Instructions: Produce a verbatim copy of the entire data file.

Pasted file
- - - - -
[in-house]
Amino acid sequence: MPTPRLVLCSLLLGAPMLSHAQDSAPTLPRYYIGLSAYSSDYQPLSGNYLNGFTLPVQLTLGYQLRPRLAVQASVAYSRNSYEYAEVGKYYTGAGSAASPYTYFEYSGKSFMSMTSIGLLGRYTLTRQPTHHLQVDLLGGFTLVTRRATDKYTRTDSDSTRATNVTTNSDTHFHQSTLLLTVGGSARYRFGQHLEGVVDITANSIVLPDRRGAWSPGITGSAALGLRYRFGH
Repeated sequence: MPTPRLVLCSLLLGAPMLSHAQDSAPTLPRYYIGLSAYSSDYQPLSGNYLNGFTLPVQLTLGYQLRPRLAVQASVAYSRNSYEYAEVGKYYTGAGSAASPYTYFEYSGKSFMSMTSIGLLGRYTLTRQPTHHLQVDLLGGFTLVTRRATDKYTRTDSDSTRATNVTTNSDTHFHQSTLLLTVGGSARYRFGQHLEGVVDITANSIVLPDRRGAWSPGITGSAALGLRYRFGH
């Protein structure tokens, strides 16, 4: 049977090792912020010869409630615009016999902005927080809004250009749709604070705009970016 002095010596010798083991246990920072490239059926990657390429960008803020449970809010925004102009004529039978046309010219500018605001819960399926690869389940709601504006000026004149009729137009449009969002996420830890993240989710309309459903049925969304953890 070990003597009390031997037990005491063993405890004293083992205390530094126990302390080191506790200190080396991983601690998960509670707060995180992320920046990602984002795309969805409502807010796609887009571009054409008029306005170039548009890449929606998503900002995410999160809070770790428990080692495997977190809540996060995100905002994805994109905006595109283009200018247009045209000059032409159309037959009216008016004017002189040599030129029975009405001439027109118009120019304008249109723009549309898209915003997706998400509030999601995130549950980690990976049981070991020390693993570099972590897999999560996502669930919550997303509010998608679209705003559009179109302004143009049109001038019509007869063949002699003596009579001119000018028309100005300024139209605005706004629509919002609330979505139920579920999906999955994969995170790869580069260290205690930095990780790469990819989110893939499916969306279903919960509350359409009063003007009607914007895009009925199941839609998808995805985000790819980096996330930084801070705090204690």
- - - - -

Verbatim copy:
[in-house]
Amino acid sequence: MPTPRLVLCSLLLGAPMLSHAQDSAPTLPRYYIGLSAYSSDYQPLSGNYLNGFTLPVQLTLGYQLRPRLAVQASVAYSRNSYEYAEVGKYYTGAGSAASPYTYFEYSGKSFMSMTSIGLLGRYTLTRQPTHHLQVDLLGGFTLVTRRATDKYTRTDSDSTRATNVTTNSDTHFHQSTLLLTVGGSARYRFGQHLEGVVDITANSIVLPDRRGAWSPGITGSAALGLRYRFGH
Repeated sequence: MPTPRLVLCSLLLGAPMLSHAQDSAPTLPRYYIGLSAYSSDYQPLSGNYLNGFTLPVQLTLGYQLRPRLAVQASVAYSRNSYEYAEVGKYYTGAGSAASPYTYFEYSGKSFMSMTSIGLLGRYTLTRQPTHHLQVDLLGGFTLVTRRATDKYTRTDSDSTRATNVTTNSDTHFHQSTLLLTVGGSARYRFGQHLEGVVDITANSIVLPDRRGAWSPGITGSAALGLRYRFGH
């Protein structure tokens, strides 16, 4: 049977090792912020010869409630615009016999902005927080809004250009749709604070705009970016 002095010596010798083991246990920072490239059926990657390429960008803020449970809010925004102009004529039978046309010219500018605001819960399926690869389940709601504006000026004149009729137009449009969002996420830890993240989710309309459903049925969304953890 070990003597009390031997037990005491063993405890004293083992205390530094126990302390080191506790200190080396991983601690998960509670707060995180992320920046990602984002795309969805409502807010796609887009571009054409008029306005170039548009890449929606998503900002995410999160809070770790428990080692495997977190809540996060995100905002994805994109905006595109283009200018247009045209000059032409159309037959009216008016004017002189040599030129029975009405001439027109118009120019304008249109723009549309898209915003997706998400509030999601995130549950980690990976049981070991020390693993570099972590897999999560996502669930919550997303509010998608679209705003559009179109302004143009049109001038019509007869063949002699003596009579001119000018028309100005300024139209605005706004629509919002609330979505139920579920999906999955994969995170790869580069260290205690930095990780790469990819989110893939499916969306279903919960509350359409009063003007009607914007895009009925199941839609998808995805985000790819980096996330930084801070705090204690």